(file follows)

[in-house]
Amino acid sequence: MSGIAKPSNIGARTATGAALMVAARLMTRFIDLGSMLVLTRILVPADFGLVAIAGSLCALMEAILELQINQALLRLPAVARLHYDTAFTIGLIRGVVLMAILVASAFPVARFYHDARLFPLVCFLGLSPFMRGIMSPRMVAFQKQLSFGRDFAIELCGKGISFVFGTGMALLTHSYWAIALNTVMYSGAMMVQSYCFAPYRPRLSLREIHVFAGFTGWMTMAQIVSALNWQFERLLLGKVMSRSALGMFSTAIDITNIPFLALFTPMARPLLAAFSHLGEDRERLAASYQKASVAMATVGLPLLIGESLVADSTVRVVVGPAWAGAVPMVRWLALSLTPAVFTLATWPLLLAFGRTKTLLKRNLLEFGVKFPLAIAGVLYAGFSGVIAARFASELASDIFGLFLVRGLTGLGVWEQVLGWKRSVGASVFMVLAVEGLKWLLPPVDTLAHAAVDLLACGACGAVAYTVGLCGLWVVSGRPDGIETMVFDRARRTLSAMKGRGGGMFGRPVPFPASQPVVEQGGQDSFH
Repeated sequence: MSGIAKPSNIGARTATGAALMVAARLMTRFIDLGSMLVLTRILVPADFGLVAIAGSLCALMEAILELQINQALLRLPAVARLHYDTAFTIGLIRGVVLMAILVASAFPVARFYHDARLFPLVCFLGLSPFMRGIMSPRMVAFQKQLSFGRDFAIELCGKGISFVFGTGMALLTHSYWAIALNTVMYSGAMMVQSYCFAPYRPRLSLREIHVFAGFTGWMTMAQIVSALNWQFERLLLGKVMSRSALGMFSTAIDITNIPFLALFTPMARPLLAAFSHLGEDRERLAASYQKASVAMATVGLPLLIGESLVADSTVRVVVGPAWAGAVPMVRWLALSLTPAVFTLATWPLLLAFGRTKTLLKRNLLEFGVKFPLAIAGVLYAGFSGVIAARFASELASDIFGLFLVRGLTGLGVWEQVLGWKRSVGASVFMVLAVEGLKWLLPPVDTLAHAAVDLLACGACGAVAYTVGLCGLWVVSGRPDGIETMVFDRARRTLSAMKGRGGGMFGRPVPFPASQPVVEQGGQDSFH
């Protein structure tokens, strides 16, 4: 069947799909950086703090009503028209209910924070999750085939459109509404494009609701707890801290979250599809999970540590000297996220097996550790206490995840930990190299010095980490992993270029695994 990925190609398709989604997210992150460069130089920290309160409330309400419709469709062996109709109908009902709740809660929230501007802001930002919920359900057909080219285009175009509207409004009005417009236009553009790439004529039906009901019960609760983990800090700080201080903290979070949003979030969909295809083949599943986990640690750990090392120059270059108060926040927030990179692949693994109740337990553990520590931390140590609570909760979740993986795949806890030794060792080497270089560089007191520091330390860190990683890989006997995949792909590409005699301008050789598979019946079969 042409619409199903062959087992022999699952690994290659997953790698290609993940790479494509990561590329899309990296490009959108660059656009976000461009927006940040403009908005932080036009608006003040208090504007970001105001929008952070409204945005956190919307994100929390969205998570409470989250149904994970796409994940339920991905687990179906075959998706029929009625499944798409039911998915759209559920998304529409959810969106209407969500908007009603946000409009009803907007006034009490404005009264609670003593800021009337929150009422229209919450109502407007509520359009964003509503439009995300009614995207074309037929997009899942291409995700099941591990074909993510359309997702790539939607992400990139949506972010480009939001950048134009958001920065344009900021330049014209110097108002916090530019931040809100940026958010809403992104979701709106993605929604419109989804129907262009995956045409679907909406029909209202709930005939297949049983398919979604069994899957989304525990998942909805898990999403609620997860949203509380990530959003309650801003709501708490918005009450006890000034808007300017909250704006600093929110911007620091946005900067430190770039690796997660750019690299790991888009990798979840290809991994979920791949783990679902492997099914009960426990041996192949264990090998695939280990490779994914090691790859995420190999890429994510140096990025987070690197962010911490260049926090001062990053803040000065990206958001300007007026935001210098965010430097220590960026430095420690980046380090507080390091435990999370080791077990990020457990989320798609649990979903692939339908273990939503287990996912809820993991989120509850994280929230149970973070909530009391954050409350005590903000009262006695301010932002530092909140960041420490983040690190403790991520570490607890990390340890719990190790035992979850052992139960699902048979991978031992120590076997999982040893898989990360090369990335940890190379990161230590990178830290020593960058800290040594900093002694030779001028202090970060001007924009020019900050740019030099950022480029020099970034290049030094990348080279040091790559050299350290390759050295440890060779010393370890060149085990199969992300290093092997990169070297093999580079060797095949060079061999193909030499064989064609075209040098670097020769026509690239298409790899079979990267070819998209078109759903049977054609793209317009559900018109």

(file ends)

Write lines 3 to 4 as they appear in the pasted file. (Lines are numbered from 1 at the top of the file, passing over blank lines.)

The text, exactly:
Repeated sequence: MSGIAKPSNIGARTATGAALMVAARLMTRFIDLGSMLVLTRILVPADFGLVAIAGSLCALMEAILELQINQALLRLPAVARLHYDTAFTIGLIRGVVLMAILVASAFPVARFYHDARLFPLVCFLGLSPFMRGIMSPRMVAFQKQLSFGRDFAIELCGKGISFVFGTGMALLTHSYWAIALNTVMYSGAMMVQSYCFAPYRPRLSLREIHVFAGFTGWMTMAQIVSALNWQFERLLLGKVMSRSALGMFSTAIDITNIPFLALFTPMARPLLAAFSHLGEDRERLAASYQKASVAMATVGLPLLIGESLVADSTVRVVVGPAWAGAVPMVRWLALSLTPAVFTLATWPLLLAFGRTKTLLKRNLLEFGVKFPLAIAGVLYAGFSGVIAARFASELASDIFGLFLVRGLTGLGVWEQVLGWKRSVGASVFMVLAVEGLKWLLPPVDTLAHAAVDLLACGACGAVAYTVGLCGLWVVSGRPDGIETMVFDRARRTLSAMKGRGGGMFGRPVPFPASQPVVEQGGQDSFH
């Protein structure tokens, strides 16, 4: 069947799909950086703090009503028209209910924070999750085939459109509404494009609701707890801290979250599809999970540590000297996220097996550790206490995840930990190299010095980490992993270029695994 990925190609398709989604997210992150460069130089920290309160409330309400419709469709062996109709109908009902709740809660929230501007802001930002919920359900057909080219285009175009509207409004009005417009236009553009790439004529039906009901019960609760983990800090700080201080903290979070949003979030969909295809083949599943986990640690750990090392120059270059108060926040927030990179692949693994109740337990553990520590931390140590609570909760979740993986795949806890030794060792080497270089560089007191520091330390860190990683890989006997995949792909590409005699301008050789598979019946079969 042409619409199903062959087992022999699952690994290659997953790698290609993940790479494509990561590329899309990296490009959108660059656009976000461009927006940040403009908005932080036009608006003040208090504007970001105001929008952070409204945005956190919307994100929390969205998570409470989250149904994970796409994940339920991905687990179906075959998706029929009625499944798409039911998915759209559920998304529409959810969106209407969500908007009603946000409009009803907007006034009490404005009264609670003593800021009337929150009422229209919450109502407007509520359009964003509503439009995300009614995207074309037929997009899942291409995700099941591990074909993510359309997702790539939607992400990139949506972010480009939001950048134009958001920065344009900021330049014209110097108002916090530019931040809100940026958010809403992104979701709106993605929604419109989804129907262009995956045409679907909406029909209202709930005939297949049983398919979604069994899957989304525990998942909805898990999403609620997860949203509380990530959003309650801003709501708490918005009450006890000034808007300017909250704006600093929110911007620091946005900067430190770039690796997660750019690299790991888009990798979840290809991994979920791949783990679902492997099914009960426990041996192949264990090998695939280990490779994914090691790859995420190999890429994510140096990025987070690197962010911490260049926090001062990053803040000065990206958001300007007026935001210098965010430097220590960026430095420690980046380090507080390091435990999370080791077990990020457990989320798609649990979903692939339908273990939503287990996912809820993991989120509850994280929230149970973070909530009391954050409350005590903000009262006695301010932002530092909140960041420490983040690190403790991520570490607890990390340890719990190790035992979850052992139960699902048979991978031992120590076997999982040893898989990360090369990335940890190379990161230590990178830290020593960058800290040594900093002694030779001028202090970060001007924009020019900050740019030099950022480029020099970034290049030094990348080279040091790559050299350290390759050295440890060779010393370890060149085990199969992300290093092997990169070297093999580079060797095949060079061999193909030499064989064609075209040098670097020769026509690239298409790899079979990267070819998209078109759903049977054609793209317009559900018109």